Words | Simply letting people know when you like or don’t like something is a great way to guard your heart. It’s not offensive or wrong to let people know when they have crossed a line. Example: "The way you are speaking to me is making me uncomfortable."

Consequenes | Your parents have probably thrown this one your way – the old "if/then." You can absolulely let people know that there will be a consequence if they continue a behavior that is harmful to you. Example: "If you keep standing me up, I’m not going to invite you again in the future."

Space | There are times when a conflict gets so intense that the best thing to do is take a step back. You can set an amount of time to be emotionally or physically distant from someone. The key is – you need to let them know it’s happening and why. Example: "I need us to take a week apart to think things through and pray about what to do next."

Phone a Friend | Sometimes truth is just easier to receive when you involve a third party. Maybe you need to get an adult involved like a teacher or counselor. Maybe it’s another friend who can help mediate between you and someone else. It’s absolutely okay to get help solving a problem. The Bible says "Where there is no counsel, the people fall; but in the multitude of counselors there is safety."
The point is, the Christian solution to conflict is not to be agreeable all the time at the expense of ourselves. We have to learn to build bridges while communicating our limits to others – and we have to respect the boundaries people communicate to us as well.

5. Trust the Lord


Hopefully, as you learn to build these practices into your life, you will be able to rebuild broken relationships. Sometimes though, even when we do all the right things, they still end. Whatever the outcome, here’s the most important thing to remember: God is in control. Scripture tells us that He delights in every detail of our lives, that He wants good things for us. And that means that even in the hurtful experiences, God has good things in mind for us.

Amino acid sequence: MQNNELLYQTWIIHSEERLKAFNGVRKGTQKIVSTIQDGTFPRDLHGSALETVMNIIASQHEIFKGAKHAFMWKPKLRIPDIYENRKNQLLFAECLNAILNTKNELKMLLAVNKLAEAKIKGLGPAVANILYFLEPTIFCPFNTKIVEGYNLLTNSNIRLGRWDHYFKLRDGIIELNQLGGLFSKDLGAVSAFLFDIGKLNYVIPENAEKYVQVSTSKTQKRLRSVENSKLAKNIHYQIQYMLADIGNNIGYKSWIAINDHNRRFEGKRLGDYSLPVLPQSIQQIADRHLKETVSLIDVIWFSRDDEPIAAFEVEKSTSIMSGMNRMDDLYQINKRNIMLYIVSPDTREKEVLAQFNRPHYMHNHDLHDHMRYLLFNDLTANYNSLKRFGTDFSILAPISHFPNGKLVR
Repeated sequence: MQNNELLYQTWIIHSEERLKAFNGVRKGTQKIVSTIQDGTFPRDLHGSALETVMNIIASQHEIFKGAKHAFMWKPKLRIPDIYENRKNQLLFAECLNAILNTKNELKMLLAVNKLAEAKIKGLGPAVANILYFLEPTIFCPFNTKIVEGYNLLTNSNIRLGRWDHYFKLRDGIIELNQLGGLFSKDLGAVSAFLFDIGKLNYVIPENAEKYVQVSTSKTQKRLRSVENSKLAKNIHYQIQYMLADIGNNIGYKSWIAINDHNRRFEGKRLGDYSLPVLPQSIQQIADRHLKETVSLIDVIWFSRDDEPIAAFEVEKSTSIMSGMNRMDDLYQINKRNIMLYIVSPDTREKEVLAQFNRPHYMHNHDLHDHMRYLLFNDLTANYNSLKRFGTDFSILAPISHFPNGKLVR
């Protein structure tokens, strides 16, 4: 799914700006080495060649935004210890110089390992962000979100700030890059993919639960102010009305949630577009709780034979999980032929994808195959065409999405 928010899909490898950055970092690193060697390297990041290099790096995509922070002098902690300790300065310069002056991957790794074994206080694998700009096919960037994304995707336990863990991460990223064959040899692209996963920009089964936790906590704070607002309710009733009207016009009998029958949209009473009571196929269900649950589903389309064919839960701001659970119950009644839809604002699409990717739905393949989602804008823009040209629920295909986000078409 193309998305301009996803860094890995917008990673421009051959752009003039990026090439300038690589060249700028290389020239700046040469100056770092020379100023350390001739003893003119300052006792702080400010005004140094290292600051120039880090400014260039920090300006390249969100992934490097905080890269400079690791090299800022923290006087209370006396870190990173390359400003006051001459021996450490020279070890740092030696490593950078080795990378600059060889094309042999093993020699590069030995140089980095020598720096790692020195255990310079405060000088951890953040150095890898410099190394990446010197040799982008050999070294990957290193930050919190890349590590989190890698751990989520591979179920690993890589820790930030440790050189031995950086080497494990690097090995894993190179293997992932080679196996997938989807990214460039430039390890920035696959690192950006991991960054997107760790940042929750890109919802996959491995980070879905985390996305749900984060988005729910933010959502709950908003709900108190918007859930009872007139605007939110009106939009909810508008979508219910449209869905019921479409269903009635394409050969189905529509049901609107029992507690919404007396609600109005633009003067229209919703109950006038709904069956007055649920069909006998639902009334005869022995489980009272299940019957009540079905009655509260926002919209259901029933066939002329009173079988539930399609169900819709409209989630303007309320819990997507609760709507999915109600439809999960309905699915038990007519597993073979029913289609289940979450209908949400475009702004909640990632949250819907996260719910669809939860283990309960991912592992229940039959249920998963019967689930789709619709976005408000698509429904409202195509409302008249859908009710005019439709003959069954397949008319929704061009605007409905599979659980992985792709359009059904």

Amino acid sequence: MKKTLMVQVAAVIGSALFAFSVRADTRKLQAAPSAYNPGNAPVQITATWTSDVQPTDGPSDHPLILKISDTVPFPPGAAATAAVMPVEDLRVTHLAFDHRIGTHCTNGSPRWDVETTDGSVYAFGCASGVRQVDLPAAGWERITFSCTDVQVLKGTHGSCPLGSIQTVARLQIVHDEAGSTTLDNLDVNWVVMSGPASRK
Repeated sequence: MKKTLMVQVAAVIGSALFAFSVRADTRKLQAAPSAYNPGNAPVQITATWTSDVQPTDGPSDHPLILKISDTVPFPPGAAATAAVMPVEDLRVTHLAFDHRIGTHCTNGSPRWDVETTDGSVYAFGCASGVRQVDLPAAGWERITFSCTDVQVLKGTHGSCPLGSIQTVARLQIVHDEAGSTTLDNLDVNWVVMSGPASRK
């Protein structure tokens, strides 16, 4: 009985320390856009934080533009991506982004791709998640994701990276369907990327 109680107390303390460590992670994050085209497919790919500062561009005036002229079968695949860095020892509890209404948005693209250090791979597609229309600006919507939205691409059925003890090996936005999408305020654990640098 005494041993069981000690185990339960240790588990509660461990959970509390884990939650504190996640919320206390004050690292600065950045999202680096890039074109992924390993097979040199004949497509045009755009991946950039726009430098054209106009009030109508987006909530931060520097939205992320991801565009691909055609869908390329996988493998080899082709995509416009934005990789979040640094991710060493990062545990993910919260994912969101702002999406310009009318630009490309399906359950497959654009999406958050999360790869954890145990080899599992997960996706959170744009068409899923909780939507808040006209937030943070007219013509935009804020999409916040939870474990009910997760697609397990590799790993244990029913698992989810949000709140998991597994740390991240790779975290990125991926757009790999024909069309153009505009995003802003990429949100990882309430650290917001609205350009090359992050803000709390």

If you have any doubt of that, read about the story of Joseph. Found in Genesis, this is a young man who suffered tremendously because of the selfish and evil treatment of the very people who should have loved and protected him. But despite the hurt, Joseph stayed connected to God. By the end of the journey, he knew that even in loss and disappointment, God was orchestrating a special mission for him. At one point, he has a chance to confront and exact revenge on those who abandoned him. But instead, he says this: "…You meant evil against me, but God meant it for good in order to bring about this present result, to preserve many people alive." Isn’t that amazing? Joseph could respond this way because he found that the broken relationships in his life were the vehicle that God used to propel him into the great call on his life.

Even if it doesn’t feel great in the moment, sometimes a relationship ending can be a really good thing. God may have a better plan for you, or you may need a particular experience, and this fork in the path might be just the event that sets you on the road to your destiny. So when you find yourself in brokenness – don’t panic! Don’t retaliate. Do all you can to restore and build bridges, and then trust the Lord with the outcome. You’ll find, just like Joseph did, that God will use this experience to draw you close, to position you and prepare you for the purpose for which you were born.